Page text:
On May 28th 2013, our blog turned 1! So Jeyhan and I decided, it's time to share what we have done outreach-wise with other people outside the CANDELS team that are interested in Education and Public Outreach (E/PO). At the same time we wanted to see what other people are doing in terms of outreach. And what better opportunity than the annual meeting of the Astronomical Society of the Pacific (ASP). Off we went with our poster under our arms to San Jose, where this year's meeting took place from July 20th to July 24th.
The annual meeting of the ASP is structured very similar to the annual meetings of the American Astronomical Society (AAS, we reported on those here and here). There are plenary sessions which are held in bigger auditoriums, so everyone at the meeting can attend, smaller concurrent sessions that anyone attending chooses according to their own interests and poster sessions during which everyone can come and read your poster and chat with you about it. This year's ASP meeting was special in that it combined two very important topics in one meeting. One half of the conference was called "Cosmos in the Classroom" and all sessions belonging to this category focused more on how to best teach Astronomy in school and college classrooms. The other half was called "Ensuring STEM (Science Technology Engineering Math) Literacy" which was more focused towards general outreach activities, such as our blog. Naturally, the background of the meeting attendants was quite widely spread, there were teachers for every grade, scientists like us that do outreach in their spare time and those that are hired to do outreach professionally.
|Jeyhan in front of our poster. Image credit: J. Pforr|
However, the ASP meeting is much smaller in numbers compared to the AAS meetings. Fortunately, that meant that our poster was up all three meeting days and we had ample opportunity to talk and connect to other like-minded people, gather feedback and collect new ideas.
On our poster we shared what CANDELS is and what our blog is about, what different types of posts we have, etc. We also gave an overview of statistics on the blog, how many people stop by the blog on a daily basis (on average of course), how many people have viewed it since we started and which parts of the world we have reached so far.
|"Chat with an Astronomer" Poster at the ASP meeting. You can |
see the little iPad next to the poster which connected to the
astronomer on the other side and provided an opportunity to
try it all out. Image credit: J. Pforr
We heard a lot about the outreach other people are doing and stumbled across fun things. One of them was the WorldWide Telescope. Interested parties could put on one of those virtual goggles, were given a game controller, and could fly through the Universe in proper SciFi fashion.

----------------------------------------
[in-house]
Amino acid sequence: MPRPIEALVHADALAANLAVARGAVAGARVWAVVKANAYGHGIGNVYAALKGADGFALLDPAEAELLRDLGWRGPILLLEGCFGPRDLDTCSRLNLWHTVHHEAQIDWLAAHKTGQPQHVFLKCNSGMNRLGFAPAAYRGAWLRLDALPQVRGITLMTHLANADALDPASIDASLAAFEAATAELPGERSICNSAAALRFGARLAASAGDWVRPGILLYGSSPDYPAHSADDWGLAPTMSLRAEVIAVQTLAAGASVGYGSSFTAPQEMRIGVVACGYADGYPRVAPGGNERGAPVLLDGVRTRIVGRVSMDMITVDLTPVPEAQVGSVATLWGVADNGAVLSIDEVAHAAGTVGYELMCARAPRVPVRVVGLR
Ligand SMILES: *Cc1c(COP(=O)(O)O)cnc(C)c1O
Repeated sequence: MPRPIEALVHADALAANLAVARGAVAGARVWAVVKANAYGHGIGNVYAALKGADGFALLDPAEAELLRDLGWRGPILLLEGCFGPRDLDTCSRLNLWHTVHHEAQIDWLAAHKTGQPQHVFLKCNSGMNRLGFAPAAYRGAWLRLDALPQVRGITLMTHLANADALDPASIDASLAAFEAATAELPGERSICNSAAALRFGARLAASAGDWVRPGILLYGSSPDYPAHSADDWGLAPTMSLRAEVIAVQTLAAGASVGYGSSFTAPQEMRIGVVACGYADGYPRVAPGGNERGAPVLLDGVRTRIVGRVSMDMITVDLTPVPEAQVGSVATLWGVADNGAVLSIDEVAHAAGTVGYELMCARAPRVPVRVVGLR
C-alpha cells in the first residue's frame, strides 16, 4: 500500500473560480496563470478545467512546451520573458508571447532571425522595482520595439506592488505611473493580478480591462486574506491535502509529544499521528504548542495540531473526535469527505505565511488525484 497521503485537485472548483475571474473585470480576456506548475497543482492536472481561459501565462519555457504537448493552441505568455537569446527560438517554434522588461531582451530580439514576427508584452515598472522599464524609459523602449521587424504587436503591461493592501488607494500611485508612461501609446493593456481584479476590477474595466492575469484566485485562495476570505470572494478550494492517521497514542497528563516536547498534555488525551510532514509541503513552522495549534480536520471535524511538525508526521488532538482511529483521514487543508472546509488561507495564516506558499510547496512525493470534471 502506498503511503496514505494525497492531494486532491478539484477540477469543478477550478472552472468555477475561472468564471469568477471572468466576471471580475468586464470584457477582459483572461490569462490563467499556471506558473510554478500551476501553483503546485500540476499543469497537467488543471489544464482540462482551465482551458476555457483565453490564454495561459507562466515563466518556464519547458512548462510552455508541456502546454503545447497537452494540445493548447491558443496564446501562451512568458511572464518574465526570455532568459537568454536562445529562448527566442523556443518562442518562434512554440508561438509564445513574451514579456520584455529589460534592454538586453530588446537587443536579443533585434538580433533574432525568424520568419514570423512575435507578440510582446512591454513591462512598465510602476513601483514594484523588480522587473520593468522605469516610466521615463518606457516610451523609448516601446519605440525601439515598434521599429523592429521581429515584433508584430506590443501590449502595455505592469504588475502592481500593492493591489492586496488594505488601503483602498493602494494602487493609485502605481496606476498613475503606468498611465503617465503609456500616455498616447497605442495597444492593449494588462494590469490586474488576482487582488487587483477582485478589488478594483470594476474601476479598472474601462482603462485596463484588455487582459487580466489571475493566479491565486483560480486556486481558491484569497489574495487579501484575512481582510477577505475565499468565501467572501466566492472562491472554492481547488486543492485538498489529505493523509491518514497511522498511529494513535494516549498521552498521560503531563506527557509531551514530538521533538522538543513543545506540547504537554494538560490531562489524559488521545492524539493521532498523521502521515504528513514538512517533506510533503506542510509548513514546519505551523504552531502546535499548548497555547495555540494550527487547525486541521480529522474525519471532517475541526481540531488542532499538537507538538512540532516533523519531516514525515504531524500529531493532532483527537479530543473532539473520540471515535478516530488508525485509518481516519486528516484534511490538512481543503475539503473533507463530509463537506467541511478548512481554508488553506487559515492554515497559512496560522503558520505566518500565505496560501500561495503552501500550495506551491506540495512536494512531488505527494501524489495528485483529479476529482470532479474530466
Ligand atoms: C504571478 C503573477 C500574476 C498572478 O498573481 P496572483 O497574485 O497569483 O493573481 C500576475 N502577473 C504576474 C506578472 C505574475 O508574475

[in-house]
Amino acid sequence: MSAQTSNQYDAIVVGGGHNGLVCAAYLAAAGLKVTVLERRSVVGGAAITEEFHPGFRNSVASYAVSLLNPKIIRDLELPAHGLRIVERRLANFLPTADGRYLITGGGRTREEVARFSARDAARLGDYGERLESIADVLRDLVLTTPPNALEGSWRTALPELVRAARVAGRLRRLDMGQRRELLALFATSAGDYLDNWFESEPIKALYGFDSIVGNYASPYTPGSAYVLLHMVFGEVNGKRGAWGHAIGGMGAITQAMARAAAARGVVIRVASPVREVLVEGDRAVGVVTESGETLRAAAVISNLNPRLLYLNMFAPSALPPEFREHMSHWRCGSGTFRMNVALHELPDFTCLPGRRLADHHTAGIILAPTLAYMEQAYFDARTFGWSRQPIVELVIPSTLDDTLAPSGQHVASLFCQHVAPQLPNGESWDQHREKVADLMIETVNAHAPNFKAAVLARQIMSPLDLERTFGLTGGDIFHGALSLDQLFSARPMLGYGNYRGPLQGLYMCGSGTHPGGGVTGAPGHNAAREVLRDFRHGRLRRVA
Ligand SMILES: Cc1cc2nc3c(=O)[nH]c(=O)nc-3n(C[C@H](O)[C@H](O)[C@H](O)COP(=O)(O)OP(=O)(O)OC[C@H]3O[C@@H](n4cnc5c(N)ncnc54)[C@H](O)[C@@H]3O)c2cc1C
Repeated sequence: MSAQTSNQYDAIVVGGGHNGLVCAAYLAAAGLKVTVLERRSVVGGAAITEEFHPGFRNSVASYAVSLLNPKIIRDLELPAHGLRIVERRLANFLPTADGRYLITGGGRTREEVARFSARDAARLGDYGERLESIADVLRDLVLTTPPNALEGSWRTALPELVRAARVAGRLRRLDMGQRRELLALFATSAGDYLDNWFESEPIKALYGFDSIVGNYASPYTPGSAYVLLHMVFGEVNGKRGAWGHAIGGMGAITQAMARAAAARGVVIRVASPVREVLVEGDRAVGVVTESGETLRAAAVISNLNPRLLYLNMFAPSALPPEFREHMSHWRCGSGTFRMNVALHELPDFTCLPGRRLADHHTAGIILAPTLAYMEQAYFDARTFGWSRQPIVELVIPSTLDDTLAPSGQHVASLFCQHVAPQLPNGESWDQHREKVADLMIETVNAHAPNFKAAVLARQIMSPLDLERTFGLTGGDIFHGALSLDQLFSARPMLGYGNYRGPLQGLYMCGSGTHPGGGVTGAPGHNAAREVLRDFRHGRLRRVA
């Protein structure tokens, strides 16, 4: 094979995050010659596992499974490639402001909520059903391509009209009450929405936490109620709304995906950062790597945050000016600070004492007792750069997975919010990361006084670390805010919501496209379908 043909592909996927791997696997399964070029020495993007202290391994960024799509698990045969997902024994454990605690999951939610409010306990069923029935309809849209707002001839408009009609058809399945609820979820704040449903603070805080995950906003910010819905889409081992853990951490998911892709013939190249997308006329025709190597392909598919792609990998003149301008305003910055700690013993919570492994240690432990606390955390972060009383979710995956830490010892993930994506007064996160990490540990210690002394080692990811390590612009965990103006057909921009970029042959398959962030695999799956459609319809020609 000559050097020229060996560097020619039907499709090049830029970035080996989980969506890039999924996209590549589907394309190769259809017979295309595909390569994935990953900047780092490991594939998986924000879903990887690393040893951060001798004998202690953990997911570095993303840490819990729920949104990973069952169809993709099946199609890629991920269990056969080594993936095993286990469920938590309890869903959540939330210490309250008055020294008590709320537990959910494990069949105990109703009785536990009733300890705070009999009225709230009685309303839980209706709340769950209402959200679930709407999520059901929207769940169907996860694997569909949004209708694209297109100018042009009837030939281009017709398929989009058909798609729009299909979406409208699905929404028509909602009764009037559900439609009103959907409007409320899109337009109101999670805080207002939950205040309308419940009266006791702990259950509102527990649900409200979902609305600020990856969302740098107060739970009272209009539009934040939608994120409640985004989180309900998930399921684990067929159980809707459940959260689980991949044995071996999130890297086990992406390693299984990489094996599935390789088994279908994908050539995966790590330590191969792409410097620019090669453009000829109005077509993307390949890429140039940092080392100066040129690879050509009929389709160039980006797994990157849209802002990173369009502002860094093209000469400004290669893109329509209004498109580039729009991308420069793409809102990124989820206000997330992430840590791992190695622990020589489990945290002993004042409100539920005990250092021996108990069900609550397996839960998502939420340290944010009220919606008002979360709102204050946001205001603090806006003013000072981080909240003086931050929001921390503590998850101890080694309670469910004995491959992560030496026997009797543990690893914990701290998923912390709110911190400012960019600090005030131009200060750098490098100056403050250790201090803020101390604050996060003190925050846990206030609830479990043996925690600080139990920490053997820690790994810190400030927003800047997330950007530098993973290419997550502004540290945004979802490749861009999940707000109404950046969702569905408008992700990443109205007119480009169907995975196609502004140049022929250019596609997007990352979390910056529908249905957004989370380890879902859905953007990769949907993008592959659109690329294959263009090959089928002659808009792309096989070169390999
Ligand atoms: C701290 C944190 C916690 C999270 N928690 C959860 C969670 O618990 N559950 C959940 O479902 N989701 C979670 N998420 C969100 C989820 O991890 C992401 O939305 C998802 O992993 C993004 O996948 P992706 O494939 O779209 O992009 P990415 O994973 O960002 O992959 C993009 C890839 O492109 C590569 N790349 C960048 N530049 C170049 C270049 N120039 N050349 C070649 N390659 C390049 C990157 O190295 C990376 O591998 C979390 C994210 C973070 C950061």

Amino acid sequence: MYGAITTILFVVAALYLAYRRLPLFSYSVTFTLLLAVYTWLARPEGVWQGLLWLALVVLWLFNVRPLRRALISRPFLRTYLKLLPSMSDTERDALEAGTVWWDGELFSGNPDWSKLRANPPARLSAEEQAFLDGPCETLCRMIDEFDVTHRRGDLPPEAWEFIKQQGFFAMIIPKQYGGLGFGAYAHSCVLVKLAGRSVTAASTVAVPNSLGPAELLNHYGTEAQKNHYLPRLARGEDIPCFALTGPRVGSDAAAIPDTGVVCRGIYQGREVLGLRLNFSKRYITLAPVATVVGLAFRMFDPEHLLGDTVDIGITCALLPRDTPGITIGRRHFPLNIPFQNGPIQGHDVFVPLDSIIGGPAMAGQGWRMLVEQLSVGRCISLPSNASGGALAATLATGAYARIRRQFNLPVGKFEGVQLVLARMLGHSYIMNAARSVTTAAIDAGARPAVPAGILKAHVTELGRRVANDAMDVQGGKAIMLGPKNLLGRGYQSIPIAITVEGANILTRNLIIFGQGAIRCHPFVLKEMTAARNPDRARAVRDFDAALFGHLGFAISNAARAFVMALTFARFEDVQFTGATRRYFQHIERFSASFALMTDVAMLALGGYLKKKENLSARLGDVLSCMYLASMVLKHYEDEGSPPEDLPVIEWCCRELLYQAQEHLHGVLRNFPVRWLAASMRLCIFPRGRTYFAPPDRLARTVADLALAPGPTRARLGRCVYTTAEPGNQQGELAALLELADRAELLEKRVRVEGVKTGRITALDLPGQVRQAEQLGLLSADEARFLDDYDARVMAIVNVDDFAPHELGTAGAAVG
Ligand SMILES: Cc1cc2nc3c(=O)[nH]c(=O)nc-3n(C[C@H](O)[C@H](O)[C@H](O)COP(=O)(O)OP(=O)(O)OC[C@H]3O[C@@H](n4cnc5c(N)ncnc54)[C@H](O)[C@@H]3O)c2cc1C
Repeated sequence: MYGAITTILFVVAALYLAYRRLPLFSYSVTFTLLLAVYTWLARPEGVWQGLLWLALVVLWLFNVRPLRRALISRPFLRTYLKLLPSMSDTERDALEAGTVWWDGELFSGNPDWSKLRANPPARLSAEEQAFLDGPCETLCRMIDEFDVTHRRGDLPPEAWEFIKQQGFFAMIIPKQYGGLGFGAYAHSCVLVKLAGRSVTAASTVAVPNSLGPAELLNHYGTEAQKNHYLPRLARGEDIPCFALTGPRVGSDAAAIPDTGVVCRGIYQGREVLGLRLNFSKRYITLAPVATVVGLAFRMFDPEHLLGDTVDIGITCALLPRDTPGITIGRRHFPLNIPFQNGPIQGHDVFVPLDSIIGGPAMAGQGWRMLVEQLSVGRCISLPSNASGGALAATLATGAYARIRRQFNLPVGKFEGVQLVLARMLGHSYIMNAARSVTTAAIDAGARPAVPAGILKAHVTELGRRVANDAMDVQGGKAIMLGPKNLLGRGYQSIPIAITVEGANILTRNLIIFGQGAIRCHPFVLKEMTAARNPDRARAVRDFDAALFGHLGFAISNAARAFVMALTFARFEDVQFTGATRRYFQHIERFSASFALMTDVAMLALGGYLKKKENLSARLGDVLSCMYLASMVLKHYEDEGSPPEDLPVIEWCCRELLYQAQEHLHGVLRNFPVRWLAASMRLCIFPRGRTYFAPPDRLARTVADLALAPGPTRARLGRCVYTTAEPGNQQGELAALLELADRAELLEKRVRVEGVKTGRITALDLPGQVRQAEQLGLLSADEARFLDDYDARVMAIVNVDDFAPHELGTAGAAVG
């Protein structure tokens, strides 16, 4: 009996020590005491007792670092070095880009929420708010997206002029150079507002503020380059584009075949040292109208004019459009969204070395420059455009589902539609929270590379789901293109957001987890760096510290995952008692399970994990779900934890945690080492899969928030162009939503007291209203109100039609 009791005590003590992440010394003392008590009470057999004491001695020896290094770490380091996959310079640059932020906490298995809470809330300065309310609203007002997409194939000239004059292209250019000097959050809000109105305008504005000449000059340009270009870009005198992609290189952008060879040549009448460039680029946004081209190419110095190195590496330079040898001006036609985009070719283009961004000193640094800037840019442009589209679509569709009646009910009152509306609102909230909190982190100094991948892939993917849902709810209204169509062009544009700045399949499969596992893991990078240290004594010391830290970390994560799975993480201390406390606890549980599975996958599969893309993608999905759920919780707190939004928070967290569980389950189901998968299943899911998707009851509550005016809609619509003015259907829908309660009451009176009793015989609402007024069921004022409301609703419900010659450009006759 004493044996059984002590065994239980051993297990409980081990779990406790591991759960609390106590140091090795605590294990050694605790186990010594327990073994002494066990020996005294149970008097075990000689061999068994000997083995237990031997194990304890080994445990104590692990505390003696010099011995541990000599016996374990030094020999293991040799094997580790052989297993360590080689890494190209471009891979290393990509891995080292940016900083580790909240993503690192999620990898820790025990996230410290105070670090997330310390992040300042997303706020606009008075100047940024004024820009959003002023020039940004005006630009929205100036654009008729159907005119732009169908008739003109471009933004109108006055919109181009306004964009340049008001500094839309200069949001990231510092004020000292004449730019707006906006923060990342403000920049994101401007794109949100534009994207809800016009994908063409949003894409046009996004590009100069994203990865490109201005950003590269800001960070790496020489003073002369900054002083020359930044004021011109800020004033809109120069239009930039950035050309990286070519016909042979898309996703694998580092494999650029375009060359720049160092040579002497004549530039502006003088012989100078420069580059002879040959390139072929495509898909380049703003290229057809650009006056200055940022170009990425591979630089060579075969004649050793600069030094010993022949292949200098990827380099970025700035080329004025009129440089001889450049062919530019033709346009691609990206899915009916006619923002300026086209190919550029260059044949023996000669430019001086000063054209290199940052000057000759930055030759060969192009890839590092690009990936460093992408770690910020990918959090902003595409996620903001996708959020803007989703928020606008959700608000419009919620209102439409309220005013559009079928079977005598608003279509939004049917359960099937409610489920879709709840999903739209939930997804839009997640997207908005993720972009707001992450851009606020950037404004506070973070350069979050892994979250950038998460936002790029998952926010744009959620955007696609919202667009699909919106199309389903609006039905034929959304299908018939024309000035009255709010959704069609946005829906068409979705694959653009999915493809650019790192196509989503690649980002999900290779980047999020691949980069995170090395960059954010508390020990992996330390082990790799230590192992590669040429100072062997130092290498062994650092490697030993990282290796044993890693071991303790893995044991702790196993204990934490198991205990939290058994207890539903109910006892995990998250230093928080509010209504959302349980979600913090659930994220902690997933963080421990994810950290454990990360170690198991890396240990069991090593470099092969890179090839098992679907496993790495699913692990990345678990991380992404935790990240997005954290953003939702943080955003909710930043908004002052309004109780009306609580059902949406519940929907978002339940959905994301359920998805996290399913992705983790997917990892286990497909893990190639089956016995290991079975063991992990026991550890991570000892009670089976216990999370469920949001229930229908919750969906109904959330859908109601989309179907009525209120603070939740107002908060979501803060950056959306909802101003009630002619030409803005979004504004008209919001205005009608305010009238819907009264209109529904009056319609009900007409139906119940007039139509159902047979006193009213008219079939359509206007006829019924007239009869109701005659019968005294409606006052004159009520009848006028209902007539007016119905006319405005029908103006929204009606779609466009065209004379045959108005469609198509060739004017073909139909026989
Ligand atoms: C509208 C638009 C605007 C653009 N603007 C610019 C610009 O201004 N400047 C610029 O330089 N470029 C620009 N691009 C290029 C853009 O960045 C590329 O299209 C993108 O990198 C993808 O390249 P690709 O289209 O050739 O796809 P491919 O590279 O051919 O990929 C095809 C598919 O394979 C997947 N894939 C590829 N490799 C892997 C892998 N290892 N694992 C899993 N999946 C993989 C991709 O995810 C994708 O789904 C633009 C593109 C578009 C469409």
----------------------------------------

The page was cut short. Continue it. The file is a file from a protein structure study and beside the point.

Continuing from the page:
Another cool thing was the "chat with an astronomer" poster by Genevieve de Messieres from the Smithsonian Institution and her colleagues. They explained how they are using their system at the Public Observatory at the Smithsonian National Air and Space Museum in Washington, DC. During some of the poster sessions, there was an iPad and a microphone attached to the poster board next to the poster where you could actually talk to and see an astronomer on the other side of the country. I tried it, it worked really well!
The poster right next to us presented a new version of the game MyStar in which you build your own solar systems in our galaxy and can learn a lot about planet formation and extrasolar planetary systems. If you haven't tried it, I suggest you give it a go!
In another corner of the poster exhibition hall, there was a huge inflatable planetarium waiting to be tried out. You already heard more about a similar one in this blog post.
Right next to it, there was a huge blue screen. This was our chance to get recorded while "being in space". So if you stood in front of it, you were interviewed very briefly and filmed. The blue screen was then digitally replaced by an extragalactic space background so it would seem like you're actually in space. If I ever get sent the video of this, I will add it here.
|Camilla Corona SDO visiting our poster! Image credit: J. Pforr|
All in all it was quite an information-packed meeting with lots of interaction. On the last day, we even had a special guest visiting our poster. It was Camilla Corona SDO! For those of you who have not heard about Camilla, have a look here, she's the former mascot of the Solar Dynamics Observatory now turned STEM ambassador, and she was very interested in our poster.